Haaretz: Hamas Rejects Armed Conflict, Recognizes Israel

Last weekend, Haaretz reported extensively on the joint Fatah-Hamas press conference in which Israeli Member of Knesset Ayman Odeh of the Arab Joint List also participated (“‘A New Phase’: Palestinian Factions Present United Front Against Israel’s Annexation Plan,” July 2).

A subsequent news analysis by Jack Khoury, who also wrote the initial report, contained an ostensibly major scoop. According to Khoury, Hamas significantly changed its attitude to the conflict with Israel, and no longer rejects the two-state solution. Khoury wrote (“Palestinians Have Heard Enough Empty Talk of Unity,” July 3):

Jibril Rajoub, Fatah Central Committee’s secretary general, and Salah al-Aruri, head of the Hamas political bureau, may have used slightly different terminology in their remarks, but their message was similar: Annexation for them would eliminate any diplomatic option for an agreement with Israel.

From left: Saleh Al-Arouri and Jibril Rajoub at the joint press conference

According to Khoury, Hamas not only accepts the idea of an agreement with Israel, but also believes it should be achieved peacefully and nonviolently. He added:

Over the past decade, the sides [Fatah and Hamas] have pledged  to establish a Palestinian state within the 1967 borders [and] to wage a nonviolent popular struggle…

Khoury then cited the Arab peace initiative:

Plans for renewed nonviolent activity with the goal of establishing a Palestinian state within the 1967 borders, on the basis of the 2002 Arab peace initiative, have existed for years. Such activity would include women and children blocking roads in the West Bank or a peaceful march toward a military base.

Did Hamas really take a sharp turn in the last decade, forsaking its long-held commitment to liberate Palestine in its entirety, from the river to the sea, with blood and fire?

The answer is unequivocally no.

In June 2006, Hamas publicly and clearly rejected the Arab peace initiative, and hasn’t revised this stance since then. Associated Press reported on June 2, 2006 (“Palestinian foreign minister dismisses ‘impractical’ Arab peace initiative”):

The hardline Palestinian foreign minister dismissed an Arab peace initiative that is dividing his faltering Hamas government.

“It is an impractical initiative,” Foreign Minister Mahmoud Zahar told The Associated Press in an interview at the end of a Sino-Arab Cooperation Forum hosted by Beijing on Thursday.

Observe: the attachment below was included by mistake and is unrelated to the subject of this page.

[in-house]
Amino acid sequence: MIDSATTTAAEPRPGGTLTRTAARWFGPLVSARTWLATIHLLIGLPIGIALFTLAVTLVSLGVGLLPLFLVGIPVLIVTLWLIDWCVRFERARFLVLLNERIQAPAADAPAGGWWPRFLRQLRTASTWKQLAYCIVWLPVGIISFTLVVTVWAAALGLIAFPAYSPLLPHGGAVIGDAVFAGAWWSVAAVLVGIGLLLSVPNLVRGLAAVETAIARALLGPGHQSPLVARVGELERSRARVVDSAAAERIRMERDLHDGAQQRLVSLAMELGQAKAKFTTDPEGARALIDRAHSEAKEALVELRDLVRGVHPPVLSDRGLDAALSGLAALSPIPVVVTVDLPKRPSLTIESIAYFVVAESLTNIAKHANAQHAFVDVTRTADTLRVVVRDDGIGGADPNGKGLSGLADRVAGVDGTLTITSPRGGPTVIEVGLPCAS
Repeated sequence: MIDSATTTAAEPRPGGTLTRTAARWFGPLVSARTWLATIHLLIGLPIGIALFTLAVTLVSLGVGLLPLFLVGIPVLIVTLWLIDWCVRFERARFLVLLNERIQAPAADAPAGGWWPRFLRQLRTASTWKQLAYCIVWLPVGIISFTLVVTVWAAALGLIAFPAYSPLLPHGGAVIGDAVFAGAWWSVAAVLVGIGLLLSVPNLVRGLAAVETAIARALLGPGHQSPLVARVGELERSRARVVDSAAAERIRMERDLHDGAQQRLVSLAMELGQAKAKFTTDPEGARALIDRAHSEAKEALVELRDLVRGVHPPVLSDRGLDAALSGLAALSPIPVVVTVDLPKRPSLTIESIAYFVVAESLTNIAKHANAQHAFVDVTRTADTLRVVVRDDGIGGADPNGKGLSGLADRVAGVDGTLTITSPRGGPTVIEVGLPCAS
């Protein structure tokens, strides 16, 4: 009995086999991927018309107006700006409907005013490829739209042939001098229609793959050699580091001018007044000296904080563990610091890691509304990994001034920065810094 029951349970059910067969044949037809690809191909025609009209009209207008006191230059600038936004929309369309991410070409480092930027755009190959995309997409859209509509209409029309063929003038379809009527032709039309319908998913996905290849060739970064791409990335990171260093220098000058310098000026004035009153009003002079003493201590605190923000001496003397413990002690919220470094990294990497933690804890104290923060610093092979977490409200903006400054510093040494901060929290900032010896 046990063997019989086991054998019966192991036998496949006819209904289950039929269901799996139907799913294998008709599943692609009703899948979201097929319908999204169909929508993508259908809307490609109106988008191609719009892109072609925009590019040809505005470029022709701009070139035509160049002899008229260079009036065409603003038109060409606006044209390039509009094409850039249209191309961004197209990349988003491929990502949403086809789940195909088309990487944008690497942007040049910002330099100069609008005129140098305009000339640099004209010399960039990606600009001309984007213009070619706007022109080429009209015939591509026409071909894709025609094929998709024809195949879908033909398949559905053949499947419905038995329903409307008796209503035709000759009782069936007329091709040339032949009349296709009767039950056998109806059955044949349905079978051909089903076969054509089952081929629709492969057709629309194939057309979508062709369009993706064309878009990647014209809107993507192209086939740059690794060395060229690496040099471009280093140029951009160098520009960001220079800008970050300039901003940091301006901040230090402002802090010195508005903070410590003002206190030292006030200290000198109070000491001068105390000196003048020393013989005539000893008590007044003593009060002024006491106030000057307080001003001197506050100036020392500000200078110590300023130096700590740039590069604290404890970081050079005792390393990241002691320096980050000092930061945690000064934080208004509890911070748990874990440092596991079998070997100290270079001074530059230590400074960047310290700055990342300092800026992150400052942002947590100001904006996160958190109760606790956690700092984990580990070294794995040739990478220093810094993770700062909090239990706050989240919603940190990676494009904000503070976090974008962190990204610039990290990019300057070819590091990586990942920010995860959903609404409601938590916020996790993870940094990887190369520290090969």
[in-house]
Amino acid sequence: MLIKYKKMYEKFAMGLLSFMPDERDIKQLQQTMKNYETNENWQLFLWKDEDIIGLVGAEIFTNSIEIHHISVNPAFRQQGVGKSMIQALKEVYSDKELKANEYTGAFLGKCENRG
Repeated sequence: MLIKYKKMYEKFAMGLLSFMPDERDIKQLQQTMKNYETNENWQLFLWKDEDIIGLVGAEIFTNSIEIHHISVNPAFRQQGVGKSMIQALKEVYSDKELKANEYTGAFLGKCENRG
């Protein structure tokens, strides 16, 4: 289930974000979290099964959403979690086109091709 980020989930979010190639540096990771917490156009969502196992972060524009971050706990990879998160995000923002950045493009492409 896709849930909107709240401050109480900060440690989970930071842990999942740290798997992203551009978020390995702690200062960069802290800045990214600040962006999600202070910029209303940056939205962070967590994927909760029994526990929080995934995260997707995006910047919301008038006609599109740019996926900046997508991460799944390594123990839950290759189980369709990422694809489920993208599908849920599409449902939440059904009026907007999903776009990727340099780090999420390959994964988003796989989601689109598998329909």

Hamas’ 2017 General Principles and Policies platform, which did not cancel the organization’s charter calling for Israel’s elimination, clearly stated that the two-state solution is a temporary state of affairs, a tactical move towards the end goal of Israel’s demise:

Hamas believes that no part of the land of Palestine shall be compromised or conceded, irrespective of the causes, the circumstances and the pressures and no matter how long the occupation lasts. Hamas rejects any alternative to the full and complete liberation of Palestine, from the river to the sea.

Hamas’ 2017 platform clearly specifies by what means that goal should be attained:

Resistance and jihad for the liberation of Palestine will remain a legitimate right, a duty and an honor for all the sons and daughters of our people and our Ummah.

Khoury’s deceitful depiction of last week’s joint Fatah-Hamas press conference is even more striking in light of remarks by Salah al-Arouri, head of Hamas’ political bureau, at the event. Al-Arouri equated the current situation to the one on the eve of Ariel Sharon’s ascension to the Temple Mount in September 2000, after which the second intifada erupted. Al-Arouri added:

We paid a heavy price, but it brought about important achievements, first and foremost Israel’s departure from Gaza and the beginning of the dismantlement of the settlements in the West Bank.

In other words – the joint statement did not demonstrate that Fatah and the Joint List succeeded in making Hamas more moderate. Exactly the opposite is true: Hamas succeeded in pushing Fatah and the Joint List to be more extreme and to adopt the renewal of terrorism.

If there is any lingering doubt about Hamas’ intention, one need only listen to the words of Mahmoud Al-Zahar, the terror group’s co-founder and minister of foreign affairs, in a July1 interview to Lebanese TV channel al-Mayadeen on Thursday: the goal is to destroy Israel and render it empty of Jews:

Presspectiva, CAMERA’s Hebrew site, asked Jack Khoury on what basis he reported that Hamas has moderated, accepting the two-state solution and a peaceful, negotiated agreement with Israel. As of this writing, he has yet to respond.

Translated from the Hebrew original by Shlomi Ben Meir.